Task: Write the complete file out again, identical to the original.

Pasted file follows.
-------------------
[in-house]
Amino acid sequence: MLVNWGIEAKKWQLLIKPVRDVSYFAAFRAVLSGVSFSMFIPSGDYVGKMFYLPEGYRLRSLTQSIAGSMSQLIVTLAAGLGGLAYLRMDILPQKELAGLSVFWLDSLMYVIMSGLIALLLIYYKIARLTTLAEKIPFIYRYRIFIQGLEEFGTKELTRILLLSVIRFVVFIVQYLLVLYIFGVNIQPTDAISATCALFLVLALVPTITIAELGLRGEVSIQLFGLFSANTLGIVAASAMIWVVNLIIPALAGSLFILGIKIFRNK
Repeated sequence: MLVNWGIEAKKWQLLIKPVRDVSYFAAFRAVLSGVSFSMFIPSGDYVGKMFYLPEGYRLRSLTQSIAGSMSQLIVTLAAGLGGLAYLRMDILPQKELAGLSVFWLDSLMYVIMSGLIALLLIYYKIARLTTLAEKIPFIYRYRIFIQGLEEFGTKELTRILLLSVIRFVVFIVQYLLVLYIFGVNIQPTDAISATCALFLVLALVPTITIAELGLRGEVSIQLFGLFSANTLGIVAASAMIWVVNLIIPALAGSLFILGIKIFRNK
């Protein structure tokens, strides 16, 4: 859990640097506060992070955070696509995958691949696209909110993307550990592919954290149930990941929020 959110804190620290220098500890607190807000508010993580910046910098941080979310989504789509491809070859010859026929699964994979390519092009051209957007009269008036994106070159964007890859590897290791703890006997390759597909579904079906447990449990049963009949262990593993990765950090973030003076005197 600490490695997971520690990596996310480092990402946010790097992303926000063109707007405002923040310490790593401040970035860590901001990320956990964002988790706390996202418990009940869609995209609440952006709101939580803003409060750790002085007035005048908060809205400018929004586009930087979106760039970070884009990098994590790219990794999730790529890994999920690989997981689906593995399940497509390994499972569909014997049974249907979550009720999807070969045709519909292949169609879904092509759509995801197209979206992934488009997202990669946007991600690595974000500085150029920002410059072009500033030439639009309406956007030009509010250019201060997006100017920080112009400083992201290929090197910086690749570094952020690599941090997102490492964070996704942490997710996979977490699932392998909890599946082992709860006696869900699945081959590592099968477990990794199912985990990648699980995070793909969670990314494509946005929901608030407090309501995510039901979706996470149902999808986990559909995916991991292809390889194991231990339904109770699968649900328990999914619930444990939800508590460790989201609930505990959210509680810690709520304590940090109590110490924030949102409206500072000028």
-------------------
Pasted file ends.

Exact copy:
[in-house]
Amino acid sequence: MLVNWGIEAKKWQLLIKPVRDVSYFAAFRAVLSGVSFSMFIPSGDYVGKMFYLPEGYRLRSLTQSIAGSMSQLIVTLAAGLGGLAYLRMDILPQKELAGLSVFWLDSLMYVIMSGLIALLLIYYKIARLTTLAEKIPFIYRYRIFIQGLEEFGTKELTRILLLSVIRFVVFIVQYLLVLYIFGVNIQPTDAISATCALFLVLALVPTITIAELGLRGEVSIQLFGLFSANTLGIVAASAMIWVVNLIIPALAGSLFILGIKIFRNK
Repeated sequence: MLVNWGIEAKKWQLLIKPVRDVSYFAAFRAVLSGVSFSMFIPSGDYVGKMFYLPEGYRLRSLTQSIAGSMSQLIVTLAAGLGGLAYLRMDILPQKELAGLSVFWLDSLMYVIMSGLIALLLIYYKIARLTTLAEKIPFIYRYRIFIQGLEEFGTKELTRILLLSVIRFVVFIVQYLLVLYIFGVNIQPTDAISATCALFLVLALVPTITIAELGLRGEVSIQLFGLFSANTLGIVAASAMIWVVNLIIPALAGSLFILGIKIFRNK
């Protein structure tokens, strides 16, 4: 859990640097506060992070955070696509995958691949696209909110993307550990592919954290149930990941929020 959110804190620290220098500890607190807000508010993580910046910098941080979310989504789509491809070859010859026929699964994979390519092009051209957007009269008036994106070159964007890859590897290791703890006997390759597909579904079906447990449990049963009949262990593993990765950090973030003076005197 600490490695997971520690990596996310480092990402946010790097992303926000063109707007405002923040310490790593401040970035860590901001990320956990964002988790706390996202418990009940869609995209609440952006709101939580803003409060750790002085007035005048908060809205400018929004586009930087979106760039970070884009990098994590790219990794999730790529890994999920690989997981689906593995399940497509390994499972569909014997049974249907979550009720999807070969045709519909292949169609879904092509759509995801197209979206992934488009997202990669946007991600690595974000500085150029920002410059072009500033030439639009309406956007030009509010250019201060997006100017920080112009400083992201290929090197910086690749570094952020690599941090997102490492964070996704942490997710996979977490699932392998909890599946082992709860006696869900699945081959590592099968477990990794199912985990990648699980995070793909969670990314494509946005929901608030407090309501995510039901979706996470149902999808986990559909995916991991292809390889194991231990339904109770699968649900328990999914619930444990939800508590460790989201609930505990959210509680810690709520304590940090109590110490924030949102409206500072000028």